“On the contrary, I think your place would be absolutely perfect,” a low male voice drawled.
Sasha grinned at the back of Rose’s curly black head, watching as her spine stiffened and her shoulders squared. She turned and he braced for the impact.
Rose’s ocean-blue eyes stared right through him, her pretty face making him suck in a breath. He was at a loss as to what to say next. So, as to not look like a complete and utter fool, he stayed silent.
As did she.
“Okay…I’ll just be over here rearranging something.” Skye strolled over to an antique hutch and began to move the merchandise around.
Sasha blinked in surprise. He’d nearly forgotten the youngest Holland sister was in the room. Hell, he forgot everything when Rose was anywhere near him—especially when she was in his arms. She was…dangerous.
“Why don’t you go stay with your cousin,” Rose suggested, her stubborn jaw clenching.
“The newlyweds are currently in Majorca, blissfully happy. And even if they were home, I’m not about to put up with all the bloody talking about their feelings. It’s not healthy for a man.” He peered at her through his lashes.“Looks like your place is the only one that will meet my needs.”
“The room’s no longer for rent,” she said flatly.
“A shame, really. I was looking forward to playing house with you, Rosebud,” he said.
She blinked twice in rapid succession, the only indicator that what he said had bothered her. “You said you were leaving for good.” Her fingers went to the necklace at her throat. And there was the second sign.
“You must have misunderstood.”
“No, you said—”
“I know what I said.” He also knew she had a wine-colored birthmark in the shape of her namesake that rested on her inner right thigh. He’d traced its outline with his tongue until she’d pleaded with him to stop teasing her.
Rose frowned. “But—”
“And it didn’t include the words: I’m leaving for good.” Although he would have preferred that to be true.
Her perfect lips thinned and she let go of her necklace. “Why are you here?”
He inclined his head to the side, trying to convey all innocence. “I’m being punished for helping right a wrong,” he lied. Okay, so the helping right a wrong and being punished wasn’t a lie. However, it wasn’t the real reason he was here, not by a long shot.
“Karma works that way,” Rose said.
He shrugged. “It’s rarely Karma, more like the powers that be.”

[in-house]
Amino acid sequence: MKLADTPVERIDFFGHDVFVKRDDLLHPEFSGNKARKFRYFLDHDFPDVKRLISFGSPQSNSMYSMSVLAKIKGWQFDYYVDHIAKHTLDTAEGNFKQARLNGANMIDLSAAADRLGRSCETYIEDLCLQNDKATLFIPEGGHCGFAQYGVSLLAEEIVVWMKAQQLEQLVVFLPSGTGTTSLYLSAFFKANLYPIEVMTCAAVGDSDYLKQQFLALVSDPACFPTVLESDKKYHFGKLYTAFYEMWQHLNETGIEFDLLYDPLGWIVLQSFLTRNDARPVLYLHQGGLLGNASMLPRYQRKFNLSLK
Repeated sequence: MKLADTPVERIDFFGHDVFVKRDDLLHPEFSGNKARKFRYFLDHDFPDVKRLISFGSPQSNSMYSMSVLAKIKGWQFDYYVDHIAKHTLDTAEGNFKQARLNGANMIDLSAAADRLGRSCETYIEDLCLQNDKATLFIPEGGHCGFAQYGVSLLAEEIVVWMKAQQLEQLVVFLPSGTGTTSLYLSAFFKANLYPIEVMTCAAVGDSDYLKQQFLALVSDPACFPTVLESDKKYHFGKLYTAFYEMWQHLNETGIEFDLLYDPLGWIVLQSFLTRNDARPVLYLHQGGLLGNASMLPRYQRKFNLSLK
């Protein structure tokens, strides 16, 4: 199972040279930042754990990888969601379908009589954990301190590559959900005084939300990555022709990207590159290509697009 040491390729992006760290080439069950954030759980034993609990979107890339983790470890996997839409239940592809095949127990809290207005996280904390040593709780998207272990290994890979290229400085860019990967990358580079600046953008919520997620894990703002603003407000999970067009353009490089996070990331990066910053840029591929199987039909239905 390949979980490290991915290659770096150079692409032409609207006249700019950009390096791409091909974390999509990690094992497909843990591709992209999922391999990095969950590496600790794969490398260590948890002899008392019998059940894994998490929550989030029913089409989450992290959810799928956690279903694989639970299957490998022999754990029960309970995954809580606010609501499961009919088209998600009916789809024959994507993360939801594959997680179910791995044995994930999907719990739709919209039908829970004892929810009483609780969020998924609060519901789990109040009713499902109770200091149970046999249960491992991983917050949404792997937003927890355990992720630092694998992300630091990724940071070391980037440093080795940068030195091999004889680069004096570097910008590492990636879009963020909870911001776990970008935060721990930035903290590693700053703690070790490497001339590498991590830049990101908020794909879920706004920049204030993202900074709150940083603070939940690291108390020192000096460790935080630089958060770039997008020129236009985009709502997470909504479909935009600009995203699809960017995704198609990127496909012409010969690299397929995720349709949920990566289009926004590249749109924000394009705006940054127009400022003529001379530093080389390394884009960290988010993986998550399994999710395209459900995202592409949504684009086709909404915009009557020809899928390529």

The town’s sheriff, David Turner, walked into the store, tipping his hat at the sisters. “Ladies.” He barely acknowledged Sasha. “Romanov.”
“Sheriff,” Sasha said. It was rare that a minion did anything on time, but maybe David Turner wanted to get this rather nasty deed over with.
Rose’s brow wrinkled. “I thought Missy didn’t need any more body butter for at least another month.”
Skye gave the sheriff a big grin. “Have you been eating it again, David?”
“Missy’s fine.” He tugged at his collar, an uneasy look passing over his face. “This is for you,” he added, handing Rose a white envelope. “Sorry, honey.”
The sheriff made a hasty exit and took off in his patrol car.
Sasha watched Rose closely as she opened it and read the official letter—one that he had his family’s attorneys craft—from the town’s tax administrator. Her face went white as the paper she was holding before color suffused her cheeks with bright pink.
“What’s wrong?” Skye asked, her voice rising.
Wordlessly, Rose handed it to her. She looked past him, out into the street and he felt the urge to comfort her. Guilt sprouted inside of his gut, threatening to grow before he ruthlessly squashed it. It was one of many emotions he couldn’t afford.
“How’s this possible?” Skye’s lips were bloodless. She crumpled up the paper and threw it at the door. “Ten years worth of back taxes because of a mistake in status. How can they do this?” She leaned against the antique hutch, her hazel eyes overflowing with tears. “How can we make next month’s tuition payment, the rent, and everything else?”
Rose opened and closed her mouth. Her eyes followed suit. When they opened again, Sasha was startled to see resigned defeat in them. He’d expected her to take charge. To march down to the tax office and demand they fix it.
“I’ll get a job cleaning McMansions at the beach again.” She stared at the window.
Again? When had she ever done that?
Skye shook her head. “What about Ivy?”
“Who’s Ivy?” He really should have investigated her family himself. Relying on others for information was proving to be mistake.
“I guess we’ll have to find a renter after all,” Rose said with a defeated sigh.
“What about him?” Skye gestured in his direction, but Rose was already shaking her head.
He leaned his hip against the nearest counter and tried to take control of the conversation. “I’m the quiet sort. No pets and I don’t smoke.”
The two women ignored him.
He cleared his throat. “I’m excellent at meal preparations. Never leave the seat up either.”
Skye crossed her arms over her chest and glared at Rose. “Why aren’t you surprised about this letter?”
Rose said nothing.
Her sister’s hazel eyes rounded. “I can’t believe you’d keep something like this from me!”
Rose planted her hands on her hips. “You would’ve dropped out and God knows one of us needs to have a college degree. One of us needs to have a future away from here.”
“Don’t be ridiculous, Rose—”
Jumping in, he said, “I agree. I’m willing to pay whatever—”
“Get off your high-horse and rent the damn room to Alexander!”
“My high-horse? I’m the one who’s been supporting this damn family since I was sixteen,” Rose said, her cheeks flushing.
Skye lifted her brows slightly. “No one asked you.”
“Let’s talk about this later, okay?” Rose asked through clenched teeth. He was surprised that she had any enamel left with the way she ground them into each other.
“Fine,” Skye huffed.
“Good,” Rose agreed.
“I just don’t see why—”